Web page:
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At one time the center of Madrid’s social life was Plaza Mayor surrounded by lots of elegant architecture. This is the location of the building that houses the Prado Museum. In the middle of the square is the most impressive equestrian statue of Felipe III. On Sunday mornings you can find people here trading old coins, banknotes and stamps. In December and early January the Christmas market is here.


To have views of awesome architecture and impressive facades take a walk down the grand boulevard Gran Via. It stretches through the center of Madrid from Plaza de Espana to Calle de Alcala. An eye-catching building is the Carrion located on the corner of Gran Via and Calle de jacometrezo and was the city’s first pre-WWI tower block apartment hotel. Also of interest is the 1920s era Telefonica building.


The French designed Edificio Metropolis has a winged victory statue atop of its dome.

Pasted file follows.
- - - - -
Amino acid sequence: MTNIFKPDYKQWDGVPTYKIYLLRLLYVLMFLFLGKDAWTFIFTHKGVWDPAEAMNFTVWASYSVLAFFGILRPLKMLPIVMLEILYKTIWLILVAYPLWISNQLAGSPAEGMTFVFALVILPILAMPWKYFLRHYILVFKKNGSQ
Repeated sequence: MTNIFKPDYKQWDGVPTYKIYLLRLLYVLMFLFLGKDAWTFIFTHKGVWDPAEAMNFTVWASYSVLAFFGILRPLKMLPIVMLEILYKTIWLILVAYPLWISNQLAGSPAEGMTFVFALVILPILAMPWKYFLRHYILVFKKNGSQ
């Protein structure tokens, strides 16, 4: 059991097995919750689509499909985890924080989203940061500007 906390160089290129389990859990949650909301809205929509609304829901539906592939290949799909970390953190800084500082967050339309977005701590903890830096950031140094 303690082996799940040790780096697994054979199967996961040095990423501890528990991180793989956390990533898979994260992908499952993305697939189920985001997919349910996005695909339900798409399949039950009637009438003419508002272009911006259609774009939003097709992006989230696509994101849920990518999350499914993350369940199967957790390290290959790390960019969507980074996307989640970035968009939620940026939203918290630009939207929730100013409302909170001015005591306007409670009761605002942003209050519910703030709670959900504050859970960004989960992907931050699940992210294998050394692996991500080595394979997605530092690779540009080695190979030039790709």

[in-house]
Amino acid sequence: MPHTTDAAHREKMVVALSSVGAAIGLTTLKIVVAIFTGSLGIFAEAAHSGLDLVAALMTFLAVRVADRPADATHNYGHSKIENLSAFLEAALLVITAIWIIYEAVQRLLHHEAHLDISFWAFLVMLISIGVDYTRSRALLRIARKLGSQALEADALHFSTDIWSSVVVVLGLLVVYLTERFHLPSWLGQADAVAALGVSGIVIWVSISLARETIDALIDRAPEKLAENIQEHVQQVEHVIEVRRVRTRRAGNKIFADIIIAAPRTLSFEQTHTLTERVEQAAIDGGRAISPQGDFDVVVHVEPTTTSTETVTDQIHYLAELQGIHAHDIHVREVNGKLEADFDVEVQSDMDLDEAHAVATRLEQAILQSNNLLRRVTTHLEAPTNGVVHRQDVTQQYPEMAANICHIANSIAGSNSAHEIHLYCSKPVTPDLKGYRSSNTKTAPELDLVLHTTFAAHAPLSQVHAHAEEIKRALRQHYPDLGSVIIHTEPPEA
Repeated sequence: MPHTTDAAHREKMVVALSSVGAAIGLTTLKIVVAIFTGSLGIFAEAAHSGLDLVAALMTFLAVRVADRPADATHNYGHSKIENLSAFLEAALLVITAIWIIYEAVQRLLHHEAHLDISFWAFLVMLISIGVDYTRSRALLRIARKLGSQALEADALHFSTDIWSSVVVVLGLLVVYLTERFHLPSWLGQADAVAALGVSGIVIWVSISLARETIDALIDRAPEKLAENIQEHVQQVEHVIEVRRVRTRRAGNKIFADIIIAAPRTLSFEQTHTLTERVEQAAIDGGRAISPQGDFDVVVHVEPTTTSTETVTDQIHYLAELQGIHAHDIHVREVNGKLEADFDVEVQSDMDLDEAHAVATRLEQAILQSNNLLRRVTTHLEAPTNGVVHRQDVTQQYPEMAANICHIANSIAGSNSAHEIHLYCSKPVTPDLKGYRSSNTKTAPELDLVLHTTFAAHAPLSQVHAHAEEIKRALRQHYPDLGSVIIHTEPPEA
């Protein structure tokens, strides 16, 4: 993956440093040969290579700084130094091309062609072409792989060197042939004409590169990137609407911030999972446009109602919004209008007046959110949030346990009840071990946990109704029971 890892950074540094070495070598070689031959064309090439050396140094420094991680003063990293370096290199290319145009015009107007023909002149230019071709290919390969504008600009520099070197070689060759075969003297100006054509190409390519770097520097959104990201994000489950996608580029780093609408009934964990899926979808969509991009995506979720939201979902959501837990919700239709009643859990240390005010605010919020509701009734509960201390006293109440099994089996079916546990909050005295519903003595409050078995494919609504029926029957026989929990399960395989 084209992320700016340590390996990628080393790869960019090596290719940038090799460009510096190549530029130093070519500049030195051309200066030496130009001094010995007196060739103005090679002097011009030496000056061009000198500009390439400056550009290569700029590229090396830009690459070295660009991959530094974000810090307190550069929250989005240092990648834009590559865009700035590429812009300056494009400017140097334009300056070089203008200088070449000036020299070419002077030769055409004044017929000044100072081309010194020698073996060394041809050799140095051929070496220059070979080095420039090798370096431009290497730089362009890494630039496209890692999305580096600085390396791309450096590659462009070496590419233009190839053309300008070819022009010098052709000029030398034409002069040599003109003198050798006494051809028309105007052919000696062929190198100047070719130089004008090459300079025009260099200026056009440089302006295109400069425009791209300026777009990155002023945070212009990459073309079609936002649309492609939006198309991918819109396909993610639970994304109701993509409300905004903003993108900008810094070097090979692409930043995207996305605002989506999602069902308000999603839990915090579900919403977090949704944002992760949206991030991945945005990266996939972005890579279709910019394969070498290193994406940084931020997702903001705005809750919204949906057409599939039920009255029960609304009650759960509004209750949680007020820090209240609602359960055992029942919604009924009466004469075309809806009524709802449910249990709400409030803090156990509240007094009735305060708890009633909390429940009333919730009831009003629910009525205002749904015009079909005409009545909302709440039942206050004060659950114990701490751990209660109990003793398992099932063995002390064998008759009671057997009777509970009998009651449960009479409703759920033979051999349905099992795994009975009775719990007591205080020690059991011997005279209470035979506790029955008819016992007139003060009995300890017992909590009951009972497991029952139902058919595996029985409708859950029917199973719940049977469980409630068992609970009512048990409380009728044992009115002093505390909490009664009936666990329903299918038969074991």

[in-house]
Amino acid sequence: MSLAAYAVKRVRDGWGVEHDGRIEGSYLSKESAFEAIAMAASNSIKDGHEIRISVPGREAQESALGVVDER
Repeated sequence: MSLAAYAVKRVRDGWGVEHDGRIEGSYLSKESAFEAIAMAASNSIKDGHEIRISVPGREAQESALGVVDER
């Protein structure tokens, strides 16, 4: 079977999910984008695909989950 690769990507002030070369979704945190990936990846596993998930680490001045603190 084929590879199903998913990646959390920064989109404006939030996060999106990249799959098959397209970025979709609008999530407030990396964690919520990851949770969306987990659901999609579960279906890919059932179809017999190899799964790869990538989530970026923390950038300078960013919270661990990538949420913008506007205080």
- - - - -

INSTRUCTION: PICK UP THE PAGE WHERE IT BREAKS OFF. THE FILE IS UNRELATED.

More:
One of the most elegant is the Edificio Grassy with a circular temple as a crown and arcs and slender columns.
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The Basilica de San Francisco El Grande is one of Madrid’s grandest old churches. It has a frescoed dome that is estimated to be the largest in Spain and the fourth largest in the world. Legend has it that St. Francis of Assisi built a chapel here in 1217. The present chapel was designed by Francisco Sabatini. The nave is circular and surrounded by chapels that are guarded by marble statues of the 12 apostles; 12 prophets carved in wood sit above them at the base of the dome. Each of the chapels has frescoes and are decorated but the one that draws the most attention is the neo-plateresque Capilla de San Bernadino with the central fresco painted by Goya. The master painted himself into the scene.